1.Thales of miletus
Call us biased, but we think the top slot goes to Thales of Miletus, who lived in the 6th century BC. He was the father of Western philosophy and one of the first people to explain natural phenomena without reference to mythology—technically making him the world’s first scientist too. He even invented mathematics. How cool is that?
2. Leonardo da Vinci
Leonardo was an all-round genius. Not content with being a Renaissance artist and a visionary scientist, he also stands out as one of history’s most brilliant engineers. Long before they were technically feasible, he invented the helicopter and the battle tank. He came up with designs for mechanical looms and hydraulic saws. He drew plans for submarines and robots. The list of his contributions to the world of engineering is virtually endless.
3. Thomas Edison
Edison was the archetypal inventor and epitomises the American spirit of inquiry and entrepreneurship. A shrewd businessman with unbridled imagination, he is credited with thousands of inventions, including the phonograph, the electric light bulb, the telephone (although Alexander Graham Bell made it to the patent office first on that occasion), the movie camera, the microphone and alkaline batteries. Did you know that Thomson, one of the companies that later became the Thales Group, was set up to exploit some of Edison’s patents?
Archimedes was undoubtedly one of the big names of engineering in the 3rd century BC. Although few details of his life are known, he is regarded as one of the leading scientists of classical antiquity. We owe it to Archimedes for inventing the pulley, the lever, the catapult and the cog… not to mention the Archimedes screw. And where would fluid mechanics be today without that original Eureka moment?
5. Benjamin Franklin
As a founding father, Benjamin Franklin was one of the people who invented America! But the man now hailed as America’s first scientist was also a printer, an activist, a statesman and a diplomat—and above all a respected inventor and engineer. His legacy includes the lightning conductor, bifocal lenses, and, according to some, the first experiments in nanoscience.
6. Louis Pasteur and Alexander Fleming
These two tie for 6th place in our list because they both made discoveries that are still saving millions of lives today. Frenchman Louis Pasteur was the first microbiologist. He invented the principles of vaccination and pasteurisation, which turned out to be hugely important for human health. Across the English Channel, Alexander Fleming discovered penicillin a few decades later, so he’s the one that made antibiotics possible. They go together because they were both pioneers of modern medicine and the first scientists to declare all-out war on viruses and bacteria!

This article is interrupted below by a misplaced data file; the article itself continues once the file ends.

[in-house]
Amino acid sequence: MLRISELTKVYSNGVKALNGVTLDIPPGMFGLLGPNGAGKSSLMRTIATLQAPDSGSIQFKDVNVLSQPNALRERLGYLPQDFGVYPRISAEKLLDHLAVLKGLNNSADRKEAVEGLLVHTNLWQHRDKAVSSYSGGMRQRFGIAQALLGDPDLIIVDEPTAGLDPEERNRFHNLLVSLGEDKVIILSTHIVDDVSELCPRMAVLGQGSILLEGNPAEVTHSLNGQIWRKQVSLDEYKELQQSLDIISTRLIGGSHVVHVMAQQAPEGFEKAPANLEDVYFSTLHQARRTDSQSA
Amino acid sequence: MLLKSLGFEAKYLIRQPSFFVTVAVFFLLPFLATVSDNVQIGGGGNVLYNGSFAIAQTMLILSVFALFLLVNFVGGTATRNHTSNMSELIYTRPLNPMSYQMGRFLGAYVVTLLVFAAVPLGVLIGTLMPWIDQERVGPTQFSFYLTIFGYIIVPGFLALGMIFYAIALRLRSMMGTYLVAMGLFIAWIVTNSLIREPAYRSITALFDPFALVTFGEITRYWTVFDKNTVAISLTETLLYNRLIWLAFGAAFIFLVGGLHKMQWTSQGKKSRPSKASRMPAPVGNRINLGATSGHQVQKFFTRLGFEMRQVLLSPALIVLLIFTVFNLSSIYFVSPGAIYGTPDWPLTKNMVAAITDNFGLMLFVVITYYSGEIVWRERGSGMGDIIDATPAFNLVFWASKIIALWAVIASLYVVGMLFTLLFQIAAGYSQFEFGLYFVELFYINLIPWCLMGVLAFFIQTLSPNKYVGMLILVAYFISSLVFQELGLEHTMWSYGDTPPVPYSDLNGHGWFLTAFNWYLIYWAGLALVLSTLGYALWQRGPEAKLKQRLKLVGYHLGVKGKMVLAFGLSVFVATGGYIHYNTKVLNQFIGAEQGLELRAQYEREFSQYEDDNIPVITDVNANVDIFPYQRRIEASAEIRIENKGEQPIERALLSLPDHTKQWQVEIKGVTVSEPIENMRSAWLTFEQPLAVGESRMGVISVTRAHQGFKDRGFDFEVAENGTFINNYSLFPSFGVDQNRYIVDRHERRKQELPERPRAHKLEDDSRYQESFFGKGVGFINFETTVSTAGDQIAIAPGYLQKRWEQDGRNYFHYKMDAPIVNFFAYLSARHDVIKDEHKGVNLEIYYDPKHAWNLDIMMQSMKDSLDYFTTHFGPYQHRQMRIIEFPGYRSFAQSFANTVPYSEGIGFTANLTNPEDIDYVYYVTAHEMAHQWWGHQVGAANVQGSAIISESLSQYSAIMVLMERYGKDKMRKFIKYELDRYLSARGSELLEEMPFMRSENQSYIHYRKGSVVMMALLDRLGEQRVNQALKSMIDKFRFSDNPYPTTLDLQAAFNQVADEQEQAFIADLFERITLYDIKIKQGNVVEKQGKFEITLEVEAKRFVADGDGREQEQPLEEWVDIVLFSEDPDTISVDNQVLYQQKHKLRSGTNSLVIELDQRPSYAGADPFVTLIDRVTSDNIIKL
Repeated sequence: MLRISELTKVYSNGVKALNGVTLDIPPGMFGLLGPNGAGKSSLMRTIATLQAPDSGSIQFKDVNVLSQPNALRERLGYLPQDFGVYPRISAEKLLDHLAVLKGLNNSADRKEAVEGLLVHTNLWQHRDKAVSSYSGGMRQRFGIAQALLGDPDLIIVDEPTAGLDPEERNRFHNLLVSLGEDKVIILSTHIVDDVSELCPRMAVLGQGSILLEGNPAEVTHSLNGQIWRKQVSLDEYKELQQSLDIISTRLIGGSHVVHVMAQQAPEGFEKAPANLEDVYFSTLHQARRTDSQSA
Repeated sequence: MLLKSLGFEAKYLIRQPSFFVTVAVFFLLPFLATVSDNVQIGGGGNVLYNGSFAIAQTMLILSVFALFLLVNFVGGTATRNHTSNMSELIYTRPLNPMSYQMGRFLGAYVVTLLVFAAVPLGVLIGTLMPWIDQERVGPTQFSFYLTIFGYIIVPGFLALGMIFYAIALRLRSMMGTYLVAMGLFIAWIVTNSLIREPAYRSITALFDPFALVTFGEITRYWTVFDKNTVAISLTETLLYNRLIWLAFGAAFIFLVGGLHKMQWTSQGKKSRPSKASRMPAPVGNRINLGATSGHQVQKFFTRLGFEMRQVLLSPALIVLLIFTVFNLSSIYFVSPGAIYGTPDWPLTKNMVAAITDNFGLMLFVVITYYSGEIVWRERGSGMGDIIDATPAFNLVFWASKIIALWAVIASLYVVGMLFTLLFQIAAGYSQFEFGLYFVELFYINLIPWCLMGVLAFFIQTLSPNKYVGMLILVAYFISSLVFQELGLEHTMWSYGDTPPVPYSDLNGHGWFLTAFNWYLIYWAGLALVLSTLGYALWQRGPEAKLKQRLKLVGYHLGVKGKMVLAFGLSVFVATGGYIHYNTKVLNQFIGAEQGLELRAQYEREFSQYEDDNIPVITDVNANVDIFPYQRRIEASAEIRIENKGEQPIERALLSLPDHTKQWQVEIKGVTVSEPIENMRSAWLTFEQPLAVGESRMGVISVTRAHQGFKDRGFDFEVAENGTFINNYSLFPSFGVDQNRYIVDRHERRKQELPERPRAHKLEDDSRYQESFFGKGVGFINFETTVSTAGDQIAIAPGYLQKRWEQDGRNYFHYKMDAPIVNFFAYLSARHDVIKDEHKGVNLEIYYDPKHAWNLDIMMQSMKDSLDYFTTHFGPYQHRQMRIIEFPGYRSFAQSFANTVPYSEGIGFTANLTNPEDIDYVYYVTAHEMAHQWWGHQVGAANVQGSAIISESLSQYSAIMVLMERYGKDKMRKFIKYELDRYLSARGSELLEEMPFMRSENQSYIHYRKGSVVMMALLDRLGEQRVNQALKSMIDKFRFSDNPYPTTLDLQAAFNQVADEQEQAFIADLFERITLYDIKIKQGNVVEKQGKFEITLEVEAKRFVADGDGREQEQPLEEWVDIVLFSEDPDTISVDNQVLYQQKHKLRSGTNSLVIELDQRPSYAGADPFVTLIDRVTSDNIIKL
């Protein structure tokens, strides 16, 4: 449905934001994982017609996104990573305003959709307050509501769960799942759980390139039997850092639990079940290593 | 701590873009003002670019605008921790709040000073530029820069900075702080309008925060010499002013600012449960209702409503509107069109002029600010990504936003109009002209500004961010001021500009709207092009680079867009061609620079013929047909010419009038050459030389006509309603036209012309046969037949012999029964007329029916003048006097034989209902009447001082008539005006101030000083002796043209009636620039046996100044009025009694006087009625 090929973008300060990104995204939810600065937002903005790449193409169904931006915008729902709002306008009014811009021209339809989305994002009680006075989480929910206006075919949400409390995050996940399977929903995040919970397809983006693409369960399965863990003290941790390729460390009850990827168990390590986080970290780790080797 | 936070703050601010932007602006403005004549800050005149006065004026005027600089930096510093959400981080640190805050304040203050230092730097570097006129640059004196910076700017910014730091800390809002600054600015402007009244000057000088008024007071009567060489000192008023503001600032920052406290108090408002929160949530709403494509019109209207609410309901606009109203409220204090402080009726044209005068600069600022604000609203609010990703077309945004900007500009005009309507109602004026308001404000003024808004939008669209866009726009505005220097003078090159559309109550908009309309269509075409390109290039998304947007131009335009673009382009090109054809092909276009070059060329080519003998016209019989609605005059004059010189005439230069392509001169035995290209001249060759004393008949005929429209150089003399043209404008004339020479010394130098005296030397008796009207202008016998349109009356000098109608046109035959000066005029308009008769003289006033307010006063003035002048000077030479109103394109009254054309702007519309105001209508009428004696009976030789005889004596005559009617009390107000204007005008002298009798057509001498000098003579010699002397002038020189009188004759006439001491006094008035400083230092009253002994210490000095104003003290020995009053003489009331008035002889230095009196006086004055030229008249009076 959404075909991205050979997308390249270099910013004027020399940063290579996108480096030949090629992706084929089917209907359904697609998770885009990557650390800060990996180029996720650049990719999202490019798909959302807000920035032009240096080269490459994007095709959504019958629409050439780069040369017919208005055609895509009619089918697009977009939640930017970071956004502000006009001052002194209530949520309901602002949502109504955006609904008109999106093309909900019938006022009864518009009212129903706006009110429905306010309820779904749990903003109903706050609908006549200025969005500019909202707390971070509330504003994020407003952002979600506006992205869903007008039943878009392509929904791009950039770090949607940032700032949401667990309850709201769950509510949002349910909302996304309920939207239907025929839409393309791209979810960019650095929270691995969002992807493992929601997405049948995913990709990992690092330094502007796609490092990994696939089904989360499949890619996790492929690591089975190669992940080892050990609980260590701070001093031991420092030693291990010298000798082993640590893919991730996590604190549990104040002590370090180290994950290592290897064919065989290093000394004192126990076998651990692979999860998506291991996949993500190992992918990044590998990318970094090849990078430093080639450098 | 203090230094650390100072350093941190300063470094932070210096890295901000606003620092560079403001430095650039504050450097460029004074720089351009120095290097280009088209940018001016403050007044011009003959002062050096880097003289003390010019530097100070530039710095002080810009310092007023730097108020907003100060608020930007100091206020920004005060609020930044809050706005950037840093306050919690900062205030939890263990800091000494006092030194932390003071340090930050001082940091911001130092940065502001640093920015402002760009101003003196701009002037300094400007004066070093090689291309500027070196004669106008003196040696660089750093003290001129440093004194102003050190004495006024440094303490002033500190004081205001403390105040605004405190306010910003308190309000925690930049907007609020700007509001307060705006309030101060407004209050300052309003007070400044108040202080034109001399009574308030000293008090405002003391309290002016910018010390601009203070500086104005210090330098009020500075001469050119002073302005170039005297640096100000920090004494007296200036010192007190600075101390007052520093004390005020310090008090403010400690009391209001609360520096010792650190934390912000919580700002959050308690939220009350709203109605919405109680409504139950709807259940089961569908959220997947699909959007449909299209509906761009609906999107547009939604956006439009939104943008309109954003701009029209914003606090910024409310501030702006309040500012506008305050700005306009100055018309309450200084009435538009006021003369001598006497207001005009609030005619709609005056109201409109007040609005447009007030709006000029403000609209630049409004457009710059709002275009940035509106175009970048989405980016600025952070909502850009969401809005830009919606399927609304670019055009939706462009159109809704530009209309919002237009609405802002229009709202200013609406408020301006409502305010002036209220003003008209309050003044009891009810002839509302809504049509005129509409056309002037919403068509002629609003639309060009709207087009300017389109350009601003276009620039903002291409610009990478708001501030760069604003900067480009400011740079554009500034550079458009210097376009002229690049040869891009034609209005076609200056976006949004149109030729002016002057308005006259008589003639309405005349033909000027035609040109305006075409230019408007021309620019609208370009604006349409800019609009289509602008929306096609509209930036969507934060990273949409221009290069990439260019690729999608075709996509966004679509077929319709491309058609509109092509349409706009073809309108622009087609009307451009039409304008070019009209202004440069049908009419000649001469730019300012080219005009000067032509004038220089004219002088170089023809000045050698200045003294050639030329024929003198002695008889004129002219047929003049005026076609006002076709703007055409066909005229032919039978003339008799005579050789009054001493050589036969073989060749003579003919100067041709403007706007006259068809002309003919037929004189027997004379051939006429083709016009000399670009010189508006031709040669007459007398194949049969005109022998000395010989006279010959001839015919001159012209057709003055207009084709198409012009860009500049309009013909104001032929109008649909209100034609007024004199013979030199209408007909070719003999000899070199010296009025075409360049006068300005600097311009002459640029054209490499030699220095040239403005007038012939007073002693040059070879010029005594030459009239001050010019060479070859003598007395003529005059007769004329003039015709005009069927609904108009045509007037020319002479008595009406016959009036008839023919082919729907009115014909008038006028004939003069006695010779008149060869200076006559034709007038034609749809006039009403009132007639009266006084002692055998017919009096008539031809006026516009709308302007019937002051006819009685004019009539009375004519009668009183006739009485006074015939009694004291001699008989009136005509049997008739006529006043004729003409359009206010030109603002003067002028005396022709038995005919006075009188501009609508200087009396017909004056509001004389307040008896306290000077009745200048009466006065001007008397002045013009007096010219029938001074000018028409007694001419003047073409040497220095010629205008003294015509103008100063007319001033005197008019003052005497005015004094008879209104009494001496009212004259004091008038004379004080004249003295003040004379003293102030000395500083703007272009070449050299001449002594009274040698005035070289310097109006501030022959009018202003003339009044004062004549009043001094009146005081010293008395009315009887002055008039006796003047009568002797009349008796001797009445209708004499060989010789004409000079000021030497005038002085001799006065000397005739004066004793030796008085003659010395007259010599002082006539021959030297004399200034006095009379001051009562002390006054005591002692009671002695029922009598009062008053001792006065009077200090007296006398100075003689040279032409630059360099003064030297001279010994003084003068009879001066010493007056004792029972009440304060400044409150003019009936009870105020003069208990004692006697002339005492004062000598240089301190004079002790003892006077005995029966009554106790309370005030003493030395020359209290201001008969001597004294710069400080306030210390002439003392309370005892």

7. The Montgolfier brothers and Clément Ader
We all know about Pegasus and Icarus in ancient Greece. But in modern times the history of flight was written by three Frenchmen—the Mongolfier brothers with their hot air balloon, and Clément Ader, who invented the aeroplane. Ader’s contraption was the first piloted aircraft to take off under its own steam (literally) and make a brief uncontrolled hop across a field near Paris.
8. Nikola Tesla
No, he didn’t invent the world’s coolest electric car. But Nikola Tesla was arguably the greatest geek who ever lived, always fixing things that weren’t broken and coming up with amazing inventions in the process. We have him to thank for alternating current, the modern electric motor, remote controlled boats and, rumour has it, radar technology and wireless communications. He didn’t get credit for much of it in his lifetime and died alone in poverty.
9. Auguste and Louis Lumière
The Lumière brothers—yet another pair of pioneering Frenchmen—invented the cinema. Seriously! They patented the cinematograph, and their first movie, released in 1894, is considered the first real motion picture in history.
10. Tim Berners-Lee
Sir Timothy Berners-Lee is known as the man who invented the Internet, the biggest breakthrough of the late 20th century. But it’s a bit more complicated than that. The Internet started life at the Pentagon as a distributed computer network designed to withstand a nuclear attack. That system was known as ARPANET and dates back to 1969. Sir Tim took the idea and added the concept of hypertext as a way for researchers at the CERN, where he worked, to share resources more efficiently. He and his team went on to develop HTML, web servers and browsers, making the World Wide Web a reality in 1989 and opening it up to the public in 1991.
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This post was written by fdfadmin